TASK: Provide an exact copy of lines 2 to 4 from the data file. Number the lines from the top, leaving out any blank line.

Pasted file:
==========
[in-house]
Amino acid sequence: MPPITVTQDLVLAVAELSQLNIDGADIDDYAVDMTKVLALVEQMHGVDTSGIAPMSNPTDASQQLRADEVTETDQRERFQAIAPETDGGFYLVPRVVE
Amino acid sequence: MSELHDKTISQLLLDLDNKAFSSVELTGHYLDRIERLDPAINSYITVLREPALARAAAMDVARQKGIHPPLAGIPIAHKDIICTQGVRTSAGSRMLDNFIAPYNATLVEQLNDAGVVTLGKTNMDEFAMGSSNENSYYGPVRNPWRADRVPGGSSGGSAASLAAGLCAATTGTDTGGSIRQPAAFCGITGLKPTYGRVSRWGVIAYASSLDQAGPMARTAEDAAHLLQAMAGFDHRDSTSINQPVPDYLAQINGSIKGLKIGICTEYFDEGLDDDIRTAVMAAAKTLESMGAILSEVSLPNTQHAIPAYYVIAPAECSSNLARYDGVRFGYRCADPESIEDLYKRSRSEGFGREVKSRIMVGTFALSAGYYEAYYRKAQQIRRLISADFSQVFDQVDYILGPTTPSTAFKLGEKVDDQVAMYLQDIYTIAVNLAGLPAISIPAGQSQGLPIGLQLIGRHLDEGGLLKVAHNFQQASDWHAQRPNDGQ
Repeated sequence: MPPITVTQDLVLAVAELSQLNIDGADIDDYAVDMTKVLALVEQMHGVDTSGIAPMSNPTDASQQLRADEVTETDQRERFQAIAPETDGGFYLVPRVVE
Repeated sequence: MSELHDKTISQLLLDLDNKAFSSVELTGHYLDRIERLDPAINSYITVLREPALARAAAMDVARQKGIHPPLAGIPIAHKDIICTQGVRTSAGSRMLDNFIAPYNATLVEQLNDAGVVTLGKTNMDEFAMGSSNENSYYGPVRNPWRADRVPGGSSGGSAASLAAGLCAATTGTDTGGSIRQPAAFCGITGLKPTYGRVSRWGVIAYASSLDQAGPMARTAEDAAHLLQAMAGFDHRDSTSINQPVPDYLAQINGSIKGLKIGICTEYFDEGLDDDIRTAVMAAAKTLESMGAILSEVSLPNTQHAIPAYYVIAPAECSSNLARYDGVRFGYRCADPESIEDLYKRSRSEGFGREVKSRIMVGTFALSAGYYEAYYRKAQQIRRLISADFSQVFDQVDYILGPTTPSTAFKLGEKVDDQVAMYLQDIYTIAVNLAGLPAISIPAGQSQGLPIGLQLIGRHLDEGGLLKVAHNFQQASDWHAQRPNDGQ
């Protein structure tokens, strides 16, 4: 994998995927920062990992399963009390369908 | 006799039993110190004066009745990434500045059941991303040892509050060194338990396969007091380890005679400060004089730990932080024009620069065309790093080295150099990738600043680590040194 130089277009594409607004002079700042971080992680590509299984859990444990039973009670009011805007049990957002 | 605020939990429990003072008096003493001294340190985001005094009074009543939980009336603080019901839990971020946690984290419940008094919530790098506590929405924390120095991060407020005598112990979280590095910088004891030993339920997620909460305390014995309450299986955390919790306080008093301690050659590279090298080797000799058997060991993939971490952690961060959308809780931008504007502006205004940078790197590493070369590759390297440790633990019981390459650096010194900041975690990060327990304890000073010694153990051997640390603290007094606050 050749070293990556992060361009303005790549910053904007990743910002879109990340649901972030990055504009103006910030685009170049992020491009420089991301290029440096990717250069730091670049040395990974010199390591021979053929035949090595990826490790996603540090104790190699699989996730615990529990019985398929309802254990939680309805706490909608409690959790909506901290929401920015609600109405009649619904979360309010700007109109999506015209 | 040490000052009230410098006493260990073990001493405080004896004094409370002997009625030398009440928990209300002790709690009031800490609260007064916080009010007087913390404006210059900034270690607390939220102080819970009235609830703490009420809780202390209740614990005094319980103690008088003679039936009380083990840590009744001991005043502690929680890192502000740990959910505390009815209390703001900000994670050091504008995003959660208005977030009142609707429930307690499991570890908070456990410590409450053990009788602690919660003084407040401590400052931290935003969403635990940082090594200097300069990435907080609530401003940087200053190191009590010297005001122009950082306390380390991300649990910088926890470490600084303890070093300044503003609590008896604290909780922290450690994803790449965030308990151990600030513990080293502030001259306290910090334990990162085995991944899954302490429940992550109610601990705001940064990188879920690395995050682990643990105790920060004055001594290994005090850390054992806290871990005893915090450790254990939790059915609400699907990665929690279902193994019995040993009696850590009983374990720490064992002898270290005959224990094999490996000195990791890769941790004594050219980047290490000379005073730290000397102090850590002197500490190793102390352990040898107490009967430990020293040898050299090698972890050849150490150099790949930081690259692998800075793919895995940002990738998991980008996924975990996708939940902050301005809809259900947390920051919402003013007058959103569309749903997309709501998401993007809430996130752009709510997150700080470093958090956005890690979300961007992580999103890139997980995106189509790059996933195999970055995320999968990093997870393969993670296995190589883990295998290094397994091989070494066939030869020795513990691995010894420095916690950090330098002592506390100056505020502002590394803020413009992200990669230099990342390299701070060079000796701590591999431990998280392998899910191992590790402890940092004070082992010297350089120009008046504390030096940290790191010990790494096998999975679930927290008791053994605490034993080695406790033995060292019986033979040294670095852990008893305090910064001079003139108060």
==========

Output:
Amino acid sequence: MPPITVTQDLVLAVAELSQLNIDGADIDDYAVDMTKVLALVEQMHGVDTSGIAPMSNPTDASQQLRADEVTETDQRERFQAIAPETDGGFYLVPRVVE
Amino acid sequence: MSELHDKTISQLLLDLDNKAFSSVELTGHYLDRIERLDPAINSYITVLREPALARAAAMDVARQKGIHPPLAGIPIAHKDIICTQGVRTSAGSRMLDNFIAPYNATLVEQLNDAGVVTLGKTNMDEFAMGSSNENSYYGPVRNPWRADRVPGGSSGGSAASLAAGLCAATTGTDTGGSIRQPAAFCGITGLKPTYGRVSRWGVIAYASSLDQAGPMARTAEDAAHLLQAMAGFDHRDSTSINQPVPDYLAQINGSIKGLKIGICTEYFDEGLDDDIRTAVMAAAKTLESMGAILSEVSLPNTQHAIPAYYVIAPAECSSNLARYDGVRFGYRCADPESIEDLYKRSRSEGFGREVKSRIMVGTFALSAGYYEAYYRKAQQIRRLISADFSQVFDQVDYILGPTTPSTAFKLGEKVDDQVAMYLQDIYTIAVNLAGLPAISIPAGQSQGLPIGLQLIGRHLDEGGLLKVAHNFQQASDWHAQRPNDGQ
Repeated sequence: MPPITVTQDLVLAVAELSQLNIDGADIDDYAVDMTKVLALVEQMHGVDTSGIAPMSNPTDASQQLRADEVTETDQRERFQAIAPETDGGFYLVPRVVE